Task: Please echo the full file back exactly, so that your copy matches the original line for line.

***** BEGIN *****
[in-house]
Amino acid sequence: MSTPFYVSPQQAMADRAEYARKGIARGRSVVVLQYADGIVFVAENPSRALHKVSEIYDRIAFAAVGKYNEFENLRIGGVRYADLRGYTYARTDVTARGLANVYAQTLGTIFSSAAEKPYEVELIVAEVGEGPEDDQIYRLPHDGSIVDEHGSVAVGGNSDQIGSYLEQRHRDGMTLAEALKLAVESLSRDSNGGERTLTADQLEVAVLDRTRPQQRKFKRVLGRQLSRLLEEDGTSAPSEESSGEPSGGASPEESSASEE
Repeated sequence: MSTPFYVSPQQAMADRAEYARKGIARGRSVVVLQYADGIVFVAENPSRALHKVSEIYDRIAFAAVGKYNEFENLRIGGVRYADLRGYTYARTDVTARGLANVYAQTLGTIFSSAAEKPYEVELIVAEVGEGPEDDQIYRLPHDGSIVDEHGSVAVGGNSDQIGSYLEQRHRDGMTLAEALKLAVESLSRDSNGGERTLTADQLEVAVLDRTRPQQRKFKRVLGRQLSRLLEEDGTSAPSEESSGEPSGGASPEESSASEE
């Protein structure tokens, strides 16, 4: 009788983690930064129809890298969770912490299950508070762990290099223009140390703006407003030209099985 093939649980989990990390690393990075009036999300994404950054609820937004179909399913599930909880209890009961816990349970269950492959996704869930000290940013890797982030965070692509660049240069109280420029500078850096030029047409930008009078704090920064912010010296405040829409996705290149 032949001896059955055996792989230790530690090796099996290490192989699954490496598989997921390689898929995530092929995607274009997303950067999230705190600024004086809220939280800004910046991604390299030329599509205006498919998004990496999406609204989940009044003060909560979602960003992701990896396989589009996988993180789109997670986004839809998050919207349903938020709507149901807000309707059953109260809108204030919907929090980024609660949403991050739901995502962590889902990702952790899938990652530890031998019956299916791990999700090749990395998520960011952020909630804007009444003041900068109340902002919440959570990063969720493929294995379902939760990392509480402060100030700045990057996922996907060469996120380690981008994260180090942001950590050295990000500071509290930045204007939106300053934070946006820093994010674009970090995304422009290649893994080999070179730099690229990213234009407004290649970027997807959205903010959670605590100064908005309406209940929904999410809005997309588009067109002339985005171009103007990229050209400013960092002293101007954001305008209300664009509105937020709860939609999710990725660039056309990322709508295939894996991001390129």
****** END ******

[in-house]
Amino acid sequence: MSTPFYVSPQQAMADRAEYARKGIARGRSVVVLQYADGIVFVAENPSRALHKVSEIYDRIAFAAVGKYNEFENLRIGGVRYADLRGYTYARTDVTARGLANVYAQTLGTIFSSAAEKPYEVELIVAEVGEGPEDDQIYRLPHDGSIVDEHGSVAVGGNSDQIGSYLEQRHRDGMTLAEALKLAVESLSRDSNGGERTLTADQLEVAVLDRTRPQQRKFKRVLGRQLSRLLEEDGTSAPSEESSGEPSGGASPEESSASEE
Repeated sequence: MSTPFYVSPQQAMADRAEYARKGIARGRSVVVLQYADGIVFVAENPSRALHKVSEIYDRIAFAAVGKYNEFENLRIGGVRYADLRGYTYARTDVTARGLANVYAQTLGTIFSSAAEKPYEVELIVAEVGEGPEDDQIYRLPHDGSIVDEHGSVAVGGNSDQIGSYLEQRHRDGMTLAEALKLAVESLSRDSNGGERTLTADQLEVAVLDRTRPQQRKFKRVLGRQLSRLLEEDGTSAPSEESSGEPSGGASPEESSASEE
């Protein structure tokens, strides 16, 4: 009788983690930064129809890298969770912490299950508070762990290099223009140390703006407003030209099985 093939649980989990990390690393990075009036999300994404950054609820937004179909399913599930909880209890009961816990349970269950492959996704869930000290940013890797982030965070692509660049240069109280420029500078850096030029047409930008009078704090920064912010010296405040829409996705290149 032949001896059955055996792989230790530690090796099996290490192989699954490496598989997921390689898929995530092929995607274009997303950067999230705190600024004086809220939280800004910046991604390299030329599509205006498919998004990496999406609204989940009044003060909560979602960003992701990896396989589009996988993180789109997670986004839809998050919207349903938020709507149901807000309707059953109260809108204030919907929090980024609660949403991050739901995502962590889902990702952790899938990652530890031998019956299916791990999700090749990395998520960011952020909630804007009444003041900068109340902002919440959570990063969720493929294995379902939760990392509480402060100030700045990057996922996907060469996120380690981008994260180090942001950590050295990000500071509290930045204007939106300053934070946006820093994010674009970090995304422009290649893994080999070179730099690229990213234009407004290649970027997807959205903010959670605590100064908005309406209940929904999410809005997309588009067109002339985005171009103007990229050209400013960092002293101007954001305008209300664009509105937020709860939609999710990725660039056309990322709508295939894996991001390129």